Vermont Business Magazine The third meeting of the Solar Siting Task Force will take place on Thursday, October 22, 2015, from 1:00 – 3:00 pm in Room 11 of the Vermont State House, 115 State Street, Montpelier, Vermont. The Solar Siting Task Force was created in Act 56(link is external) of the 2014-2015 legislative session. Details on the membership, duties, and timeframe of the Task Force can be found in Act 56, Sec. 26g.The draft agenda for the October 22, 2015 meeting is listed below. The remaining meetings of the Solar Siting Task Force will occur as follows:Tuesday, November 3, 2015 from 10:00 AM – 12:00 PM in Room 11 of the Vermont State HouseFriday, November 13, 2015 from 1:00 – 3:00 PM in Room 11 of the Vermont State HouseThursday, December 3, 2015 from 10:00 AM – 12:00 PM in Room 10 of the Vermont State HouseThursday, December 17, 2015 from 1:00 – 3:00 PM in Room 10 of the Vermont State HouseSolar Siting Task Force October 22, 2015 Draft Meeting AgendaI. Welcome and Overview of Agenda and Discussion of Future Meetings (5 mins)- PSD Commissioner Christopher RecchiaII. Approval of 9/17/15 Minutes (5 mins)III. Overview of Act 250 and Section 248 (30 mins)- Lou Borie and Jon Groveman, Natural Resources Board and Jeannie Oliver, Department of Public ServiceIV. Overview of VSA Title 24 Chapter 117, State Land Use Goals and Energy (20 mins)- Sharon Murray, Vermont Planners AssociationV. Town Experience and Suggestions for Solar Development (20 mins)VI. Invitation pendingDeveloper Experience and Suggestions for Solar Development (20 mins)VII. Chad Farrell, Encore RedevelopmentPublic Comments (20 mins)VIII. Other BusinessIX. Next meetings:Tuesday, November 3, 2015 from 10:00 AM – 12:00 PM in Room 11 of the Vermont State HouseFriday, November 13, 2015 from 1:00 – 3:00 PM in Room 11 of the Vermont State HouseThursday, December 3, 2015 from 10:00 AM – 12:00 PM in Room 10 of the Vermont State HouseThursday, December 17, 2015 from 1:00 – 3:00 PM in Room 10 of the Vermont StateX. Wrap UpAll meetings of the Solar Siting Task Force are open to the public.The Public Service Department is an agency within the executive branch of Vermont state government. Its charge is to represent the public interest in matters regarding energy, telecommunications, water and wastewater.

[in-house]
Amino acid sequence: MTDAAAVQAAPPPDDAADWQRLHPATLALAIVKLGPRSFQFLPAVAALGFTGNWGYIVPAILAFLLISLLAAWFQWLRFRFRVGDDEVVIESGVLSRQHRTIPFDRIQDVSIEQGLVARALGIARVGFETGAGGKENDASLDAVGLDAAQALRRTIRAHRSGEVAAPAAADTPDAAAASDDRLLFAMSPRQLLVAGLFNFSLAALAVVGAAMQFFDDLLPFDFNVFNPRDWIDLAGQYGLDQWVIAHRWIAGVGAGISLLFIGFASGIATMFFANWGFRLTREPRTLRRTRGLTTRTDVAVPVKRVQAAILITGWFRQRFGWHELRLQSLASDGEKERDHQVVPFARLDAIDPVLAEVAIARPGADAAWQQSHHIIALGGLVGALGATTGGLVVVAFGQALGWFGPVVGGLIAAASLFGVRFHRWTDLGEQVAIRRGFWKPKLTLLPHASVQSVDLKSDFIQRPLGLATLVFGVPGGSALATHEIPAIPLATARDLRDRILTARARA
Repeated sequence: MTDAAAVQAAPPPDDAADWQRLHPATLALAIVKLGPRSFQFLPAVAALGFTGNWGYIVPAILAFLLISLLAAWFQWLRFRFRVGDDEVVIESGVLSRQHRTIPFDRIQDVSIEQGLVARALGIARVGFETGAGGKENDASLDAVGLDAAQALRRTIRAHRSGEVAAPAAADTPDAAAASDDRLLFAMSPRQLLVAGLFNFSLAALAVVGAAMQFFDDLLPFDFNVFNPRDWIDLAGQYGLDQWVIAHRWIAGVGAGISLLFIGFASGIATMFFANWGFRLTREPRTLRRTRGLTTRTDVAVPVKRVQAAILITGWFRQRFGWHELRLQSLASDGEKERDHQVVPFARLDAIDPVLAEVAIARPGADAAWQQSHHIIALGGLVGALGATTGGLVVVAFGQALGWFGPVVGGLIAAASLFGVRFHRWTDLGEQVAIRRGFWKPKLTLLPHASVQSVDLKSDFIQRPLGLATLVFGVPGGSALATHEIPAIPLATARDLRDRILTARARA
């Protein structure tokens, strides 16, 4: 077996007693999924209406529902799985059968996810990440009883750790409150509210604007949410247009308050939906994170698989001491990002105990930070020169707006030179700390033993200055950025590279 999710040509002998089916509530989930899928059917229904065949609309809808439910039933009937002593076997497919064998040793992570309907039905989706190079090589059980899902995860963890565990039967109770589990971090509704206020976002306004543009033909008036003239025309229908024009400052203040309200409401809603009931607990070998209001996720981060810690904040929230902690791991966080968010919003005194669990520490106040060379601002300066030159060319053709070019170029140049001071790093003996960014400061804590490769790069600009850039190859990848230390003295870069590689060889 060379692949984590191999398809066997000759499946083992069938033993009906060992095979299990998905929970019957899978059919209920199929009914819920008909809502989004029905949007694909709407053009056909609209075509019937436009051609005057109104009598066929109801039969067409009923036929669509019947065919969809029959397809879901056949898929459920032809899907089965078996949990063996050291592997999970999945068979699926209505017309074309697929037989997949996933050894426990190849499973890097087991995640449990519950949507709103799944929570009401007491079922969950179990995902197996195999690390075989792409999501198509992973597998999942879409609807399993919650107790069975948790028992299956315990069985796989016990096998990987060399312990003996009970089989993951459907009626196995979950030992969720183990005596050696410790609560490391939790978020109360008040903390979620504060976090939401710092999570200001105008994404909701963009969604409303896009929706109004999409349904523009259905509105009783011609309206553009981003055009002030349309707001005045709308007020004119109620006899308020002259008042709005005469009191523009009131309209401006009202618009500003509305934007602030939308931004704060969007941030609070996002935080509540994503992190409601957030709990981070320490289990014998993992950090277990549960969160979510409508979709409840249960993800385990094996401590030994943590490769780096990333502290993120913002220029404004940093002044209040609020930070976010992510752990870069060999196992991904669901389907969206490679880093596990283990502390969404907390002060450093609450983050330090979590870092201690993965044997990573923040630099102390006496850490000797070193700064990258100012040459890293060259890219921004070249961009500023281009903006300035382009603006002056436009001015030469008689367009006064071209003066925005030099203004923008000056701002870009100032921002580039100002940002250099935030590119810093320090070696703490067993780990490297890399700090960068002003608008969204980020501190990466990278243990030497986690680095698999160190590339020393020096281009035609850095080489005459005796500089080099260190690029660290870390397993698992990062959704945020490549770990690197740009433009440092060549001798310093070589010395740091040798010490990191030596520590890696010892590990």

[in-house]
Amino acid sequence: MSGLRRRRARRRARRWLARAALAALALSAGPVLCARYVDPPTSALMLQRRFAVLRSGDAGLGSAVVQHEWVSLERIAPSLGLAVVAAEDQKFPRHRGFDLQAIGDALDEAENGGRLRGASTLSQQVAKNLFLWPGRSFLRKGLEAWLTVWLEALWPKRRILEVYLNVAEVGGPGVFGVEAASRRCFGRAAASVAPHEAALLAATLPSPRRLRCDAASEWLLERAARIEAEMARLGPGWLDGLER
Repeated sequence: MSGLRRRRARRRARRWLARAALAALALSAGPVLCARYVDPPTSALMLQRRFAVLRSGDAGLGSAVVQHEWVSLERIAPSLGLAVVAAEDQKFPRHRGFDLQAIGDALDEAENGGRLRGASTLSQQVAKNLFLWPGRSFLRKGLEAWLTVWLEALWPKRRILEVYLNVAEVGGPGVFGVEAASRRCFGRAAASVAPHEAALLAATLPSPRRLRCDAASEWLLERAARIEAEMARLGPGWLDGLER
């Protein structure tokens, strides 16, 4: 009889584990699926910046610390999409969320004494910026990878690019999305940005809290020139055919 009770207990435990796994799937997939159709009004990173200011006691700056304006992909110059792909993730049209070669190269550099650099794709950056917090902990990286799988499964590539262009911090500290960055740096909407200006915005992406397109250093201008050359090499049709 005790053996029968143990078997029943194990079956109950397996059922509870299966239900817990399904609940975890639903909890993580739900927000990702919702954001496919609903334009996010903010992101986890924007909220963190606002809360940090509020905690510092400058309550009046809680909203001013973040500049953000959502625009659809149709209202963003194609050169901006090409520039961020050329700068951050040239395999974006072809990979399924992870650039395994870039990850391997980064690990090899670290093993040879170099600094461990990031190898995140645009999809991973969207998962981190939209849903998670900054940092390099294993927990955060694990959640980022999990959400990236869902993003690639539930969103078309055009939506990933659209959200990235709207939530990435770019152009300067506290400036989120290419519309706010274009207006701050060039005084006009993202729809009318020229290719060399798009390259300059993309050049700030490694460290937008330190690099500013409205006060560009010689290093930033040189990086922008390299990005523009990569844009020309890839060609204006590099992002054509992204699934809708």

Journal and Courier: As a student at Purdue University, Olivia Maple spends about 40 minutes a day walking back and forth to class on campus. Although she sees passersby, she tries not to make eye contact.“It’s kind of awkward,” said the 21-year-old senior. “I don’t want them to think I was staring at them for no reason. I just kind of stare off, not looking at anyone in particular.”In our busy, tech-saturated world, making eye contact can seem like an uncomfortable task, but new research from Purdue shows that even the slightest glance from a stranger can make a person feel more connected. However, being looked through — even by a stranger — makes someone feel more disconnected.Read the whole story: Journal and Courier More of our Members in the Media >